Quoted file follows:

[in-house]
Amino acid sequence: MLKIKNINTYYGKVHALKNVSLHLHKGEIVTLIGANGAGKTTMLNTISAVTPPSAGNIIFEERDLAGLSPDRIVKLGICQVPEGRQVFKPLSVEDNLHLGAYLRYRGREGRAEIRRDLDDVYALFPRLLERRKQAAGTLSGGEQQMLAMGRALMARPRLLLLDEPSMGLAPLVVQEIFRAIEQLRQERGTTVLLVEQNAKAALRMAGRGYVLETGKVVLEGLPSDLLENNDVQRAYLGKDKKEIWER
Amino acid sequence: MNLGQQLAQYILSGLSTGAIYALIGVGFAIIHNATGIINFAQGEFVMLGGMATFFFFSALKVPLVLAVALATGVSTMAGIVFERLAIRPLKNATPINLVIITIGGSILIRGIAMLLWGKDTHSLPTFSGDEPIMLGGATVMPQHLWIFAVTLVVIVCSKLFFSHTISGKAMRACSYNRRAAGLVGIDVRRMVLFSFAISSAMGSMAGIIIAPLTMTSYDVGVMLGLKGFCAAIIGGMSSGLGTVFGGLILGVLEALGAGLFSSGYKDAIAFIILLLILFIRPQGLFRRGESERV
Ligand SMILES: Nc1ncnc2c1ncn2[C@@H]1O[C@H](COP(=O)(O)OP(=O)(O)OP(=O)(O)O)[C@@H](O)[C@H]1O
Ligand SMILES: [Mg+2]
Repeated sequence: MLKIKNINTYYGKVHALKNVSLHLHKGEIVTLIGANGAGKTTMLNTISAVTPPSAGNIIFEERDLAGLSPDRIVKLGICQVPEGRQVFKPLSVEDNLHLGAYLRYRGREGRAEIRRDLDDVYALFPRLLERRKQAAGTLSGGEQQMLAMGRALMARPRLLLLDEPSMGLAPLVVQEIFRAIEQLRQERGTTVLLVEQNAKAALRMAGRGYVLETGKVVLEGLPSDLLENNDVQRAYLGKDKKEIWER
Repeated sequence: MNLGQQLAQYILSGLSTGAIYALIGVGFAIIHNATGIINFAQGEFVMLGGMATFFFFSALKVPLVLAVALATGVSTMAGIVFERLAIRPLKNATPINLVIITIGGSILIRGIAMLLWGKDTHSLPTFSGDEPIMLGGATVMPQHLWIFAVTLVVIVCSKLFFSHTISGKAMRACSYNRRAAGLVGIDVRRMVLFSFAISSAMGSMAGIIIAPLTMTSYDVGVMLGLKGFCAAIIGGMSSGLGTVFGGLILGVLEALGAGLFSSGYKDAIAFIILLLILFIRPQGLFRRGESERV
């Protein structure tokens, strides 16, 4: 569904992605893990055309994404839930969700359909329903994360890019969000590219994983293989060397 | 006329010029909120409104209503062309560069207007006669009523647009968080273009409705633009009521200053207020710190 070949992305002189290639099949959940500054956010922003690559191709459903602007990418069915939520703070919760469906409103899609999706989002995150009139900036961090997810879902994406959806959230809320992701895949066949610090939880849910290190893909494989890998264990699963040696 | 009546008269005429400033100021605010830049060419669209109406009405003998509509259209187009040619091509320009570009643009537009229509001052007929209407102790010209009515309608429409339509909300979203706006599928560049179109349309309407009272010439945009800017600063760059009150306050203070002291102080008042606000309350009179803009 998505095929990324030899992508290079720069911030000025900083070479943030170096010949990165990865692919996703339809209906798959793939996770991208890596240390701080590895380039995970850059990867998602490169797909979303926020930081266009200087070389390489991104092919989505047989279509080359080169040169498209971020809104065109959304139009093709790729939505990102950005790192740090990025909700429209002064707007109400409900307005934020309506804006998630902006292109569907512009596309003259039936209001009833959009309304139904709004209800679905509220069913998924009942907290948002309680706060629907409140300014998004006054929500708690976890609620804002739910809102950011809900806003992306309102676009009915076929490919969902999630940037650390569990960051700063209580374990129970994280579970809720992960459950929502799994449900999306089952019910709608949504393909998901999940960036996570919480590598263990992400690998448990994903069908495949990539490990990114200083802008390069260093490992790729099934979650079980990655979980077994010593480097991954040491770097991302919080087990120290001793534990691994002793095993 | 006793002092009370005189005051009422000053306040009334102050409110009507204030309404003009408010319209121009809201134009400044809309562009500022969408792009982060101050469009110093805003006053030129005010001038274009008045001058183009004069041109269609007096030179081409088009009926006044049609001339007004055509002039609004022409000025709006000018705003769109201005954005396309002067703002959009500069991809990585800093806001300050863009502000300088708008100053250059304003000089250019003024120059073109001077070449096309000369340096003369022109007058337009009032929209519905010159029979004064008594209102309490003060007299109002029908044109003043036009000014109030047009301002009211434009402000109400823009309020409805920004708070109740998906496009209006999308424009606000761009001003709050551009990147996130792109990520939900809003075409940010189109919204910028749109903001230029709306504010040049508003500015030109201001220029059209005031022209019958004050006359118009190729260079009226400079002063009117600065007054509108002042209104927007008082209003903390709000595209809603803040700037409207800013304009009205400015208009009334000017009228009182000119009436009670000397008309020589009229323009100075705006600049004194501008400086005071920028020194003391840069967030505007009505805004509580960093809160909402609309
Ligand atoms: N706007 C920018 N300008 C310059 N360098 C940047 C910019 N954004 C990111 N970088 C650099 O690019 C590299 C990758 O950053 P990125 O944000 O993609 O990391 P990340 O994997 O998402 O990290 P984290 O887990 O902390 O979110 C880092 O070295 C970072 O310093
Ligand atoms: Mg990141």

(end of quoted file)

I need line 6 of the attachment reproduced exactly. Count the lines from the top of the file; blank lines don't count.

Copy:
Repeated sequence: MLKIKNINTYYGKVHALKNVSLHLHKGEIVTLIGANGAGKTTMLNTISAVTPPSAGNIIFEERDLAGLSPDRIVKLGICQVPEGRQVFKPLSVEDNLHLGAYLRYRGREGRAEIRRDLDDVYALFPRLLERRKQAAGTLSGGEQQMLAMGRALMARPRLLLLDEPSMGLAPLVVQEIFRAIEQLRQERGTTVLLVEQNAKAALRMAGRGYVLETGKVVLEGLPSDLLENNDVQRAYLGKDKKEIWER